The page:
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Players miss precious little things about offseason training

David Goldman / Associated Press
The lockout forced Jason Campbell to work out with fellow Raiders at an indoor pool in Lawrenceville, Ga.


Falcons safety Thomas DeCoud entered a high school practice field in suburban Atlanta for a seven-on-seven session a few weeks ago carrying the pink-highlighted cleats that many players wore to raise awareness for breast cancer research last season. He said those happened to be the only shoes he nabbed from his locker before the NFL lockout kicked in -- and kicked him out of the team facility in Flowery Branch, Ga.

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San Diego Chargers quarterback Phillip Rivers said he bought his own case of water for team workouts. I had to lend my hand towel to Oakland Raiders linebacker Rolando McClain to wipe his brow before he did an on-camera interview because he didn't have one. The Carolina Panthers hired a cop to keep the media way from their private sessions. The New England Patriots reportedly did the same.

Not since high school have NFL players had to fend so much for themselves -- even to get in a glorified game of touch football. Watching these players arrive to a workout with bags, balls -- their kids -- has been like witnessing soccer dads haul coolers of foil juice packs and granola bars to the recreation fields for a tournament.

For an NFL player, that's slumming.

Usually this time of year, players are at their respective facilities, getting stretched by trainers, having batting gloves brought to them and asking medical staffers to add another round of tape around their wrists. Fields are lined with jugs of water and bottles of flavored sports drinks. Machines zip balls to receivers and punt returners, and trainers are there for every muscle tweak.

There is no need for Jason Campbell or Matt Ryan to carry a playbook into the huddle because they've gone over scripts in meetings rooms and know the plan. Plus, coaches have the play sheets. When the workouts are over, lunch, showers, weight rooms, air conditioning and massage therapists await.

What a difference labor strife makes.

NFL players, Richard Seymour included, are training their own way during the lockout.
NFL players, Richard Seymour included, are training their own way during the lockout. (David Goldman/Associated Press)

When the Raiders gathered in suburban Atlanta recently for a three-day minicamp, Campbell went into the huddle with a folder filled with loose-leaf paper and the team's offensive plays. A wind gust could have sent his belongings awry and made some wayward observer some coin on eBay. Ryan and other quarterbacks, including Minnesota Vikings rookie Christian Ponder, have had playbooks, too, and spent time before workouts scripting drills.

At least the Raiders had personal trainers from Competitive Edge Sports run their sessions. Staffers filmed positional workouts. They provided ice and water bottles and lugged dummies, balls and other training gear in trailers. Other players might not even know where to go to buy cones to run through since they probably haven't had to in years. That leads to another subject: cost.

Players -- or their agents -- have to pay to train. The cost could range upwards of $2,000 or $3,000 per player per month if players don't live where they train and have to rent apartments. Top-shelf facilities such as CES, Athletes Performance and Tom Shaw's camp in Orlando aren't cheap. Some agents have told me they've put the onus on the players because the agents have to feed their families, too.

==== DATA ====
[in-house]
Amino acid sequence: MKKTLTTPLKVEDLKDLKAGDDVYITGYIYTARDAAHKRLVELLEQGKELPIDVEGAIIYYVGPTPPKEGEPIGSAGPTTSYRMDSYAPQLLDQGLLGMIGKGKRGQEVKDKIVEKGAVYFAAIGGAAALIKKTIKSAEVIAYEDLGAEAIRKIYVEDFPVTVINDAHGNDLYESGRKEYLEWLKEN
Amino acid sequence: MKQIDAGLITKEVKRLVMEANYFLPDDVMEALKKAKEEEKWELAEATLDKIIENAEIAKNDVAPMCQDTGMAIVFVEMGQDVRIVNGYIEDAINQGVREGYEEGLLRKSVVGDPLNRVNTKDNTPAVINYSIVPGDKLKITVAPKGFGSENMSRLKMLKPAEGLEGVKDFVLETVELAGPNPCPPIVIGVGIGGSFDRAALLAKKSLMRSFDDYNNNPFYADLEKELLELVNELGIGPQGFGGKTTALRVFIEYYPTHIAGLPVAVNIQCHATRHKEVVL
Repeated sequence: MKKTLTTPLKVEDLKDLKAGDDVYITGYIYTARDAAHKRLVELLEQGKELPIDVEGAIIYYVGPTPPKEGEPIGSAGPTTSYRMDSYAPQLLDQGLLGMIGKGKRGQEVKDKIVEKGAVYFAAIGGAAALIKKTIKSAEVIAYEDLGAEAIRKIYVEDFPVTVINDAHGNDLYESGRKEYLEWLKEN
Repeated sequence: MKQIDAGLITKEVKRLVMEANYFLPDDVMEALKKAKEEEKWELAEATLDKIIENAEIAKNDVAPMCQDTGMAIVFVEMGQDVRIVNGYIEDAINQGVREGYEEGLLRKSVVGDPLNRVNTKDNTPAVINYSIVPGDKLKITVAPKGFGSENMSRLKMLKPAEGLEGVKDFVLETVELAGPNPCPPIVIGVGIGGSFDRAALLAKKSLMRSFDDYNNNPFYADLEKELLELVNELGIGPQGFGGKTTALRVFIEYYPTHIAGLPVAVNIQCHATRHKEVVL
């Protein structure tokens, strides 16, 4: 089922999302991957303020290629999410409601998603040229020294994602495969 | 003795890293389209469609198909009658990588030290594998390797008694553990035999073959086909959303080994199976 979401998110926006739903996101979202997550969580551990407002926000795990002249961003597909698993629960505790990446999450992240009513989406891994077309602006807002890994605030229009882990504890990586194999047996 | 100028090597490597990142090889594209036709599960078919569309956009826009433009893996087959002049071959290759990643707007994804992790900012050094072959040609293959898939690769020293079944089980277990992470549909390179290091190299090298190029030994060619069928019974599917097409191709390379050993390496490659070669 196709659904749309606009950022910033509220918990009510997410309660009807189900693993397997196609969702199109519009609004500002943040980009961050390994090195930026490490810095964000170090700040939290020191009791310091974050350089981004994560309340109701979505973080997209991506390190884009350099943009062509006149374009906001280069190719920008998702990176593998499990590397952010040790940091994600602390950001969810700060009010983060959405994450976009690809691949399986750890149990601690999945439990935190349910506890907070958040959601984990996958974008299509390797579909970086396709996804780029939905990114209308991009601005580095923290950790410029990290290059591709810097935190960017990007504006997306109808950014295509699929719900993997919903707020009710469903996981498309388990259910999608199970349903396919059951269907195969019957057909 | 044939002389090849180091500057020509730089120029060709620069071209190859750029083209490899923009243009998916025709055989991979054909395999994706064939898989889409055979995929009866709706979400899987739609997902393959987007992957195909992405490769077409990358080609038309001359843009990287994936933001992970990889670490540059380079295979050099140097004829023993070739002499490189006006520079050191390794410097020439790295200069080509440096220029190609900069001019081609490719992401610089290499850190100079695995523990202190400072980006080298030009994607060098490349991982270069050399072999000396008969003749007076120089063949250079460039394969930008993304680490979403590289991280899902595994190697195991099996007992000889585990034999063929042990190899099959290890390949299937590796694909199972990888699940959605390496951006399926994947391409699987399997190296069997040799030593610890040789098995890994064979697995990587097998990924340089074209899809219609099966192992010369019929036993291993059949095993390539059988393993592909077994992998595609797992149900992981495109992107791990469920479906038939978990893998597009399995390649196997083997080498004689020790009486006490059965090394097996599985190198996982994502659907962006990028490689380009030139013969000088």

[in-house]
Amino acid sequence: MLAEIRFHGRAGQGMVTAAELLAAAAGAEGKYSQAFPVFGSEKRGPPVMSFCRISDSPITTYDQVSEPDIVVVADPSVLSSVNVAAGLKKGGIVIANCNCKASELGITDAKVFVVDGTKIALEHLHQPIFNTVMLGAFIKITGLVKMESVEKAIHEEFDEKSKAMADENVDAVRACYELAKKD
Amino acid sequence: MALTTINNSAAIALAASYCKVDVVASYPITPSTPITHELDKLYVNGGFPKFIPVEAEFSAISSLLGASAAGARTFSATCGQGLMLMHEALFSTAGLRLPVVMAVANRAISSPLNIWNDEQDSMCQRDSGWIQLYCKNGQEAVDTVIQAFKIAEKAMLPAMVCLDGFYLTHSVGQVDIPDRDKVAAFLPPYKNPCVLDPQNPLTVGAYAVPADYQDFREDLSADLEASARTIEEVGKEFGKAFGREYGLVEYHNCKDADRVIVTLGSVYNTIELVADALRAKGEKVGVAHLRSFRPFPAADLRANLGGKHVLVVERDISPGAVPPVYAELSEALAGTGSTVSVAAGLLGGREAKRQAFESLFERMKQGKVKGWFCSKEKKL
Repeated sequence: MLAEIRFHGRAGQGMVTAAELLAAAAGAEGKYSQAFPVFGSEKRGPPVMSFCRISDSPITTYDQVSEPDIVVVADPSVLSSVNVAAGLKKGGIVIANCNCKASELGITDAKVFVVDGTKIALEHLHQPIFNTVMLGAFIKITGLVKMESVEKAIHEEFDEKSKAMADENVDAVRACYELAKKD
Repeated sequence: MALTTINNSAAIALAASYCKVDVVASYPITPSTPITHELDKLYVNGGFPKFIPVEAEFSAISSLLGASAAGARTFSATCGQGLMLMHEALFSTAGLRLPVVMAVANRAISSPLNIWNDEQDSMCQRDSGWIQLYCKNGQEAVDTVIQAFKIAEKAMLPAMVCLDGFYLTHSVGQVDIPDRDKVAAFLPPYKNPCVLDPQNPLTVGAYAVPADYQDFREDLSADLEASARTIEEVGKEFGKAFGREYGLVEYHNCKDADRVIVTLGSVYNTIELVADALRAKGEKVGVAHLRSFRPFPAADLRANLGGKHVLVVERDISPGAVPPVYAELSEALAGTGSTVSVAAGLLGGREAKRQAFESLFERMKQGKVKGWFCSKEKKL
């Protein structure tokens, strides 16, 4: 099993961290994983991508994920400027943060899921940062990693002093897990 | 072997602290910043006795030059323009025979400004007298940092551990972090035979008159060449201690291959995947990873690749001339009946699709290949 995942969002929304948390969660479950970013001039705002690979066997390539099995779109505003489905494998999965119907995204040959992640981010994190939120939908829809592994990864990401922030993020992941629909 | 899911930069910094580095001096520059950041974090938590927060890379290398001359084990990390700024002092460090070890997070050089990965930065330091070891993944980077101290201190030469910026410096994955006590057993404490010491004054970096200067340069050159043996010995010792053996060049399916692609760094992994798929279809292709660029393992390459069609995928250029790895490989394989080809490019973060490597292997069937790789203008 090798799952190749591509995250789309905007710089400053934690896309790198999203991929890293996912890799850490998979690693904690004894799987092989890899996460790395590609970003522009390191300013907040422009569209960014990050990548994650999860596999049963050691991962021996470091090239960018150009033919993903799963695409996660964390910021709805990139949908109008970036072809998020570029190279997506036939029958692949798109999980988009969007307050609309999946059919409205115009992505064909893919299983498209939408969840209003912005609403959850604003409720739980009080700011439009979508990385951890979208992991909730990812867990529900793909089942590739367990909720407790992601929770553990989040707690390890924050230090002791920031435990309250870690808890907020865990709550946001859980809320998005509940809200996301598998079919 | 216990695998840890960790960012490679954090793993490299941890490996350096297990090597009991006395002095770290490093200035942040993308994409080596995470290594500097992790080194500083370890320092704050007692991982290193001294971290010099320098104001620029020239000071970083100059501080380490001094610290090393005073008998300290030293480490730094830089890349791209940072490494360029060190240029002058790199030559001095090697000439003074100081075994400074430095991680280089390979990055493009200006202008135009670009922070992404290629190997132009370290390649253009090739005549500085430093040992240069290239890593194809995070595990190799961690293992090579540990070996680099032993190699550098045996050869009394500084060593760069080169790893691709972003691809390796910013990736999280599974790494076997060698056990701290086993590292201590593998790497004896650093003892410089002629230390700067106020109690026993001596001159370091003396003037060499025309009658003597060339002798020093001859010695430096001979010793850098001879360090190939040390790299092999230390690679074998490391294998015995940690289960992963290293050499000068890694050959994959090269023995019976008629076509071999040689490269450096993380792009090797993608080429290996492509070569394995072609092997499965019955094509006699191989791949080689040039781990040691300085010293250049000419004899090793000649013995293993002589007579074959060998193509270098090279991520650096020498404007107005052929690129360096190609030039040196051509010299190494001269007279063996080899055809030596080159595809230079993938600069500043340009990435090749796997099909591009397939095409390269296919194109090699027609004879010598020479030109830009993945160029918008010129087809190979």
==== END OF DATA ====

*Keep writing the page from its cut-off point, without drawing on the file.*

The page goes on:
Travelle Gaines, who runs AP's training staff and is based in Los Angeles, along with CES founder Chip Smith, told me the lockout has been good for business. Usually they'd be training high school or college athletes this time of year or in Gaines' case, "this is when I'd usually be fishing in Louisiana." Now they have dozens of professionals coming in nearly every day looking for help.

There's a flip side, though. Some players have retreated from those workouts or not come at all because they're sticking to a tight budget in case of a lengthy lockout. Gaines, Smith and other trainers have said they're worried that those players who aren't training might not be disciplined enough to train on their own and, when football starts, resort to crash diets or diuretics to cut weight.

There's also another face to this: the undrafted free agents. Most of these guys don't have deep-pocketed agents to front them money to train or eat properly. They'll also have a much shorter window to catch coaches' attention once football resumes. Keep in mind, they're also the guys who are worked the hardest in training camp because they're the ones spelling the veterans who get to rest one of the twice daily workouts.

They can't miss a snap. These are the guys desperate to train.

At least one of these guys is quite resourceful -- and there probably are plenty of others. A rookie free agent who shall remain unnamed is one of 30 or so players who trains daily with Smith at CES. In lieu of payment, Smith has allowed him to work at the facility in the afternoons and evenings behind the front desk, cleaning up the weight room.

Whatever needs to be done.

An added benefit: The player also gets free beverages, snack bars and locker-room facilities. He also gets to train, which could make the difference between him playing football or working at one of the facilities full time in the fall.

Follow Steve Wyche on Twitter @wyche89

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